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Discussion Starter #1 (Edited)
Greetings from Greater Toronto Area, bought Kia Niro FE back in July. By now I have around 4.200 km on it. When I bought it the battery charge was showing around half, dealership said it would increase after driving a little bit as it was parked for a long time. After about two months nothing changed,I called again dealership and they claim it's normal and it would always be like that. Basically, Its been always around half - two bars more or less.
Did you have same experience with charge constantly at half, with brand new car ? I would not even be concerned if fuel consumption did not increased from 4.5L/100km to 6.6L/100km-that's 50% increase. I am aware that fuel consumption would increase with colder weather, but it's still above zero Celsius...what to expect @ -20 ?! My work commute is 13 km in one direction in speed zone of 50-60 Km/h.
What is your experience with battery charge and fuel consumption now versus summer time? Any tips how to decrease fuel consumption?
Thank you in advance. 20191122_064559.jpg
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My son-in-law has an Ioniq HEV, which uses roughly the same EV powertrain as the Niro HEV. His battery level is constantly changing, from as low as 3-4 bars (say 30%) up to about 80% of the display's scale. So no, I don't think it's normal for yours to be stuck at half with zero movement. Now, if your driving is all fairly flat and smooth, it might not fluctuate as much as I've seen on his Ioniq. But I would still expect to see some up and down movement.
 

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Thanks for replay, that charging indicator has 16 bars (8 being middle) About 90% of the time since I bought the car has been at either 7 bars or 9 bars. Few times(10%) I've seen it at 6 bars or 9-10 bars.I have never ever seen it for example at 12 bars-which is 75% charge!
 

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My Niro doesn't change too much either. I think it's normal. My Prius would vary much much more than the Niro does. As long as your mpg's are where it should be I wouldn't worry about it.
 

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Sorry I just re-read your first post where you say your mpg's have taken a hit. I haven't had our Niro up north but when we lived in Pa. I had a Prius and the cold weather would knock off 5mpgs easily.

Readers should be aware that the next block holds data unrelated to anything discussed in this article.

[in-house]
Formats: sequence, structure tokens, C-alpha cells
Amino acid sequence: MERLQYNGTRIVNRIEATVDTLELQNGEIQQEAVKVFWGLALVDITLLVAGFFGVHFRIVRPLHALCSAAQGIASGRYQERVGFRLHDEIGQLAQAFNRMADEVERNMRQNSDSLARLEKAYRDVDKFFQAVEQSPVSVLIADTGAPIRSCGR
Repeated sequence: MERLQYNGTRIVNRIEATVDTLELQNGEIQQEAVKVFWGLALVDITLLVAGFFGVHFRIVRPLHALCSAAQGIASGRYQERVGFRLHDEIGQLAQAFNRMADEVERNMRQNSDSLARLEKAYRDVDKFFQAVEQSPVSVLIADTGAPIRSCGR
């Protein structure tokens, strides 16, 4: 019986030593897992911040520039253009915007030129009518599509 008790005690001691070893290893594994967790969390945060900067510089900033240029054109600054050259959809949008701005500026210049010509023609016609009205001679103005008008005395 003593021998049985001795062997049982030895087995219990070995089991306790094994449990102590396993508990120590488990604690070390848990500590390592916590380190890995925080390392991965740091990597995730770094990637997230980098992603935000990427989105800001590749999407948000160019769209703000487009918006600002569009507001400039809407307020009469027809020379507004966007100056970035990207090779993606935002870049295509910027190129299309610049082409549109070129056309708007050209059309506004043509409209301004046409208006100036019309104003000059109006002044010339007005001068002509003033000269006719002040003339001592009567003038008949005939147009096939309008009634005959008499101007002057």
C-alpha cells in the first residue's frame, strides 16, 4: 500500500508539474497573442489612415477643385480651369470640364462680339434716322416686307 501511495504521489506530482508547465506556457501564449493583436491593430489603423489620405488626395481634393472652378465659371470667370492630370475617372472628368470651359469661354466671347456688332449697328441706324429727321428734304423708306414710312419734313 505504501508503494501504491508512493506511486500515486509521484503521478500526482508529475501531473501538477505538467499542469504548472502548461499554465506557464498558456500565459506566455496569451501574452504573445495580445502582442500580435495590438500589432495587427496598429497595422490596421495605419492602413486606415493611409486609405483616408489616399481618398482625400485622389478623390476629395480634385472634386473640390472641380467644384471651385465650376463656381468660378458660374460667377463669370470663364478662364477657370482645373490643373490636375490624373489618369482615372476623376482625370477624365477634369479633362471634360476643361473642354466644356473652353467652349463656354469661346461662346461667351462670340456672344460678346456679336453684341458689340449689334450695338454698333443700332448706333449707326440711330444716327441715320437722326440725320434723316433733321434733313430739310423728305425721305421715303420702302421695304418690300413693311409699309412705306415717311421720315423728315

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I live just outside of Toronto. What you are seeing is completely normal. You will likely find that over the wintertime you will see that your battery level will go up because the motor it going to be running far more to generate heat. You will also find that your fuel economy will go down. This is caused by two things. the obvious that the motor is running now more to get warm (to provide heat, defogging) but also it is designed to work at a certain operating temperature. Yes, that temperature is above 20 degree C, so when it gets colder than that, the engine will run to bring the temp above the ambiant temperature outside. But the second reason your fuel economy sucks in the winter is that the blend of gasoline past October 1 changes from summer grade to Winter grade that is far less volatile and your engine requires more fuel to do the same work. That sadly is just a fact.

I got my car last year in the end of September, and for the first month I was getting around the 4.3 ~ 4.5 L/100 for most of my driving. Then after the first fillup - it dove down to 5.5 even though the temperature hadn't really changed all that much. It was the fuel. Over January to March I was getting 6.5 - 7.0 L/100km. It got a bit better in April, and by May - September I am back to the 4.0 ~ 4.5 L/100km that the Niro is known for. But I will assume that you had a gasoline car before this one, and likely had the exect sort of trend with it's fuel economy. My last car was a Ford Edge, and in the summer I was getting 8 ~ 10 L/100, but in winter it sucked fuel and you'd be happy if you got by with the 14 L/100.